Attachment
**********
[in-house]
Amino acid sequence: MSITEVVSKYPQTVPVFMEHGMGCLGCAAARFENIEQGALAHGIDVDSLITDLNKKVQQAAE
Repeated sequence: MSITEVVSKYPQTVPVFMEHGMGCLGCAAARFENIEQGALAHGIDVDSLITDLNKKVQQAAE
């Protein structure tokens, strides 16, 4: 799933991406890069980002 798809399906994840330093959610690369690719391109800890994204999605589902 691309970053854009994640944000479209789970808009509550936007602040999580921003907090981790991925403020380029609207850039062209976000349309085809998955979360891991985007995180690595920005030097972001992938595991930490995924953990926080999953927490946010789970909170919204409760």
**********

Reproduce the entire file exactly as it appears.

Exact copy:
[in-house]
Amino acid sequence: MSITEVVSKYPQTVPVFMEHGMGCLGCAAARFENIEQGALAHGIDVDSLITDLNKKVQQAAE
Repeated sequence: MSITEVVSKYPQTVPVFMEHGMGCLGCAAARFENIEQGALAHGIDVDSLITDLNKKVQQAAE
């Protein structure tokens, strides 16, 4: 799933991406890069980002 798809399906994840330093959610690369690719391109800890994204999605589902 691309970053854009994640944000479209789970808009509550936007602040999580921003907090981790991925403020380029609207850039062209976000349309085809998955979360891991985007995180690595920005030097972001992938595991930490995924953990926080999953927490946010789970909170919204409760």